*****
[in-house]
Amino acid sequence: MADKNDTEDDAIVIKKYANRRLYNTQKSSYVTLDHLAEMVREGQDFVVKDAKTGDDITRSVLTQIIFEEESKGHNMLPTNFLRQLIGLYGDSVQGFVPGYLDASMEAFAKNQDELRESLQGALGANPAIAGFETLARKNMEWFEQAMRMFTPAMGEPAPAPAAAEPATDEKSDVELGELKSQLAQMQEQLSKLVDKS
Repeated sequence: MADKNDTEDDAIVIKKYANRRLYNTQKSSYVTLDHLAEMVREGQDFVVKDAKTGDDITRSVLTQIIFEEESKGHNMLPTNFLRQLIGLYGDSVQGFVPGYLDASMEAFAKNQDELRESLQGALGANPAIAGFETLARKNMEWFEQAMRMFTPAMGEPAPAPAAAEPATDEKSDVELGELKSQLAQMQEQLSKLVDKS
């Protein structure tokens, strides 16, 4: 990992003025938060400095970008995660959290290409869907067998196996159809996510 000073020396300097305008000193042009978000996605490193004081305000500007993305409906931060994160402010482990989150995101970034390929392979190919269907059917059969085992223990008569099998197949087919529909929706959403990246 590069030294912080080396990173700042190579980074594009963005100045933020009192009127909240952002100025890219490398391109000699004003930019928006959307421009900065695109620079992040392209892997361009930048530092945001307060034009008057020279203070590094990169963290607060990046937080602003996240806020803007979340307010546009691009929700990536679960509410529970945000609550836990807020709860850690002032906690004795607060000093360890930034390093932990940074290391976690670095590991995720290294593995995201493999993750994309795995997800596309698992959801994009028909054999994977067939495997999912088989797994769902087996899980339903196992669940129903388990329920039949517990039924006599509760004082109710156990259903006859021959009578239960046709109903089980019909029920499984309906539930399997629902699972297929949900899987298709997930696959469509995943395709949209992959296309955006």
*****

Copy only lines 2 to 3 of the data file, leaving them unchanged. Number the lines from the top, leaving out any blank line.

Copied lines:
Amino acid sequence: MADKNDTEDDAIVIKKYANRRLYNTQKSSYVTLDHLAEMVREGQDFVVKDAKTGDDITRSVLTQIIFEEESKGHNMLPTNFLRQLIGLYGDSVQGFVPGYLDASMEAFAKNQDELRESLQGALGANPAIAGFETLARKNMEWFEQAMRMFTPAMGEPAPAPAAAEPATDEKSDVELGELKSQLAQMQEQLSKLVDKS
Repeated sequence: MADKNDTEDDAIVIKKYANRRLYNTQKSSYVTLDHLAEMVREGQDFVVKDAKTGDDITRSVLTQIIFEEESKGHNMLPTNFLRQLIGLYGDSVQGFVPGYLDASMEAFAKNQDELRESLQGALGANPAIAGFETLARKNMEWFEQAMRMFTPAMGEPAPAPAAAEPATDEKSDVELGELKSQLAQMQEQLSKLVDKS